2 . Jump into pet sports or shows. There are few things that are as exciting and rewarding as participating in sports and shows with your best friend. Getting involved in these pet-centered activities often provides an immense sense of pride, joy, and accomplishment. This is also a great way to find community and meet like-minded people, helping to aid social interactions with other people as well as other cool pets.
Dog sports and conformation shows (think Westminster) are incredibly easy to get involved in, and some sports have highly accessible clubs in many countries. Most sports are beginner-friendly and are open to all breeds. Some notable dog sports that are easily accessible and beginner-friendly in the United States are Fast CAT, nose work, disc, rally obedience, and dock diving.
Another friend, Candice Prior, loves participating in dog sports with her Rottweiler, Swayze. Candice feels that engaging in dog sports has been instrumental in helping her come out of her shell and manage her social anxiety. The focus and presence required in these activities allow her to concentrate on her bond with Swayze, providing a mental break from daily stressors.
Competing in scentwork, dock diving, and training for Rally/Obedience and conformation, Candice finds immense satisfaction in seeing the fruits of their hard work during trials. This process has strengthened her bond with Swayze and brought her joy in observing Swayze’s learning and excitement. Moreover, the supportive and caring community she has found through dog sports has been a source of comfort, reducing her typical nervousness and enhancing her overall mental well-being. Swayze’s evident enthusiasm for these activities further contributes to Candice’s positive experience, highlighting the reciprocal nature of the mental health benefits in their shared sports endeavors.
3 . Get involved in therapy work. If your pet is social and gentle, you can maximize your mental health by sharing your pet’s gift to put smiles on the faces of others. Therapy work is common in places like nursing homes, children’s hospitals, disaster relief centers, prisons, and courthouses. Doing this community service is incredibly rewarding and can give you a sense of purpose and motivation to do more good in the world.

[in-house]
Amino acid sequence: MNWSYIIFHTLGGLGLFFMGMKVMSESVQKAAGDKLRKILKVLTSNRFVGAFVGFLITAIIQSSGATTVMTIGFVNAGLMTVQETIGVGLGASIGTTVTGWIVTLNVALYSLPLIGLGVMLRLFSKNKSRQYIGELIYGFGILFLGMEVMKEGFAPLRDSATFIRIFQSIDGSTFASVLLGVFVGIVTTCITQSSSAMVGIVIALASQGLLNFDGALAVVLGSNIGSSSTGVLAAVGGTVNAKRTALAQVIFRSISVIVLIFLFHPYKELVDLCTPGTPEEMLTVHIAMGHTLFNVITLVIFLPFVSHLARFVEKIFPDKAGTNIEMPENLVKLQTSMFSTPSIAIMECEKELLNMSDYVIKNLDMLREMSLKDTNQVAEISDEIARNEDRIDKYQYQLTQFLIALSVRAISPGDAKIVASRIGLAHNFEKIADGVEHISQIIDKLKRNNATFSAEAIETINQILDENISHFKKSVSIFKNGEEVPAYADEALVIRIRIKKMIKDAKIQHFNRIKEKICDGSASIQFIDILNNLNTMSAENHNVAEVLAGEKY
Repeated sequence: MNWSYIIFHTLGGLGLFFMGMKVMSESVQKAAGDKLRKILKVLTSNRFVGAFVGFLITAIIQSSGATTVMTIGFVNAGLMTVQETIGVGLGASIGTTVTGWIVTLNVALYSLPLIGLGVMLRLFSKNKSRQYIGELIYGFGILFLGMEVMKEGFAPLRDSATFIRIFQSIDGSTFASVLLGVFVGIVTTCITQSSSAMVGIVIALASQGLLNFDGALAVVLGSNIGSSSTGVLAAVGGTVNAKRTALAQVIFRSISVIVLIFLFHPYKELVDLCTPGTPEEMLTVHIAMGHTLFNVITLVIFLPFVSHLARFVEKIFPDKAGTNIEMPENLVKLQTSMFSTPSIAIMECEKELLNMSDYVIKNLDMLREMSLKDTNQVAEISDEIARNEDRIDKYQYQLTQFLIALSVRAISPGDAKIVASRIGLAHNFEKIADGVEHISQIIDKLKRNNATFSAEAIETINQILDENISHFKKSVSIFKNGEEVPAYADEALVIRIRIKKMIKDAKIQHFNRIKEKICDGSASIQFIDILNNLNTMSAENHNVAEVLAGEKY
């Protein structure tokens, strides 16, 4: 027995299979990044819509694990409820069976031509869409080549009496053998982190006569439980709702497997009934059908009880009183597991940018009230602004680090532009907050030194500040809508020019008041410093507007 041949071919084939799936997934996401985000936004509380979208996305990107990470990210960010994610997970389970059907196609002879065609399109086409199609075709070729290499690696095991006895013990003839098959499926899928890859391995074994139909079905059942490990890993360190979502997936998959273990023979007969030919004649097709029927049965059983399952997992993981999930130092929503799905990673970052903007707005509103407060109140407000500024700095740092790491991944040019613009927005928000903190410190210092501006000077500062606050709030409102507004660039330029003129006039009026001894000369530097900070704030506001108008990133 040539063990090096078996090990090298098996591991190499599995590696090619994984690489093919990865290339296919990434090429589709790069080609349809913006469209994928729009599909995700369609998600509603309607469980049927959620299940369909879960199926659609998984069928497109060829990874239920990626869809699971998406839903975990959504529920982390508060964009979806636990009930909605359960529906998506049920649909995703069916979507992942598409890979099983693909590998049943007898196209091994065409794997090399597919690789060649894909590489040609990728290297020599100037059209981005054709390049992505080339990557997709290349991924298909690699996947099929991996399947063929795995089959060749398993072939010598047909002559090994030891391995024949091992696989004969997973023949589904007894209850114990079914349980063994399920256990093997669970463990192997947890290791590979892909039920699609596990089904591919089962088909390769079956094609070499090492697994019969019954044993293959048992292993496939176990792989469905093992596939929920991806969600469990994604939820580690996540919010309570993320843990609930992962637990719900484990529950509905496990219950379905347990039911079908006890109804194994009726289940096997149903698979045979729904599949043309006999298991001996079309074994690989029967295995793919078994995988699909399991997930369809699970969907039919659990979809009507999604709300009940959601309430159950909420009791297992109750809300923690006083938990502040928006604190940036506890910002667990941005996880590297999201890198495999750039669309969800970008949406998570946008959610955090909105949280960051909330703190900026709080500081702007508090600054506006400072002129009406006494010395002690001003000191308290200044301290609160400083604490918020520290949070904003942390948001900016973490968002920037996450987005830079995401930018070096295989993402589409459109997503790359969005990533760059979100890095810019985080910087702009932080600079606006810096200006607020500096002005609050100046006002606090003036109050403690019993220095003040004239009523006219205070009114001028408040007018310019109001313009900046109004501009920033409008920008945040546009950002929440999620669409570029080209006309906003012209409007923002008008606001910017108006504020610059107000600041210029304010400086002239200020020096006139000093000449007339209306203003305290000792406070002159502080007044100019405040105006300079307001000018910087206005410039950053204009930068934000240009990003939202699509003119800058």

Your dog needs to go through a therapy dog program to become certified. In most programs, you must accomplish milestones leading up to the certification. The accomplishments made along the way often bring a strong sense of pride in yourself and your dog for learning skills that positively impact others.
Angie Jung’s experience as a therapy dog handler with her dogs, Cody and Latte, vividly illustrates the mental health benefits of therapy dog work. Her involvement in various settings, from juvenile halls to assisted living facilities, has been deeply rewarding, offering her a unique mental boost and a sense of fulfillment. Her dogs’ joy and enthusiasm when preparing for work reflect their love for the job and their ability to provide comfort and support to those they interact with.
Angie’s work in therapy dog sessions benefits the recipients and enhances her mental well-being. She feels more inspired and uplifted after each session, a testament to the reciprocal nature of the human-animal bond in therapy work. This involvement has allowed her to witness firsthand the transformative impact of therapy dogs on individuals, fostering gentleness, compassion, and emotional healing, thereby underscoring therapy dogs’ profound role in enhancing mental health.
4 . Foster or volunteer at a rescue. Whether you’re looking to adopt or want to help your community’s homeless pets, fostering or volunteering can significantly boost your sense of purpose and mental health. Volunteer work is massively rewarding, knowing you’re helping make a difference in many four-legged lives. Volunteer work with shelters and rescues typically consists of cleaning kennels, walking, playing with, grooming the pets, and more.
Dawn Bridger’s involvement in volunteer work with rescues and shelters has had a significant positive impact on her mental health. She has found a profound sense of purpose by engaging in activities like fostering, walking and playing with dogs, and socializing with cats at the shelter.
This work has been gratifying for her, especially when she sees pets find new homes and thrive, and has also allowed her to make lasting connections with fellow volunteers and adopters. Witnessing the joy and happiness of these animals in their new homes continues to inspire her and reinforces the value of her volunteer efforts.
5 . Train your pet. Taking the time to train your pet goes much deeper than simply teaching commands. Training involves working out a communication system, teaching new skills, and building a stronger bond. Many people only think of obedience training when they picture training their dog, but training can become more advanced obedience, tricks, socialization, and practice for a sport. Short training sessions on a near-daily basis can quickly add up, and before you know it, you have a well-trained, happy dog; thus, you’ll find yourself more content when you can do more with your dog and show it off. Let’s be honest — compliments about your dog’s behavior are the best.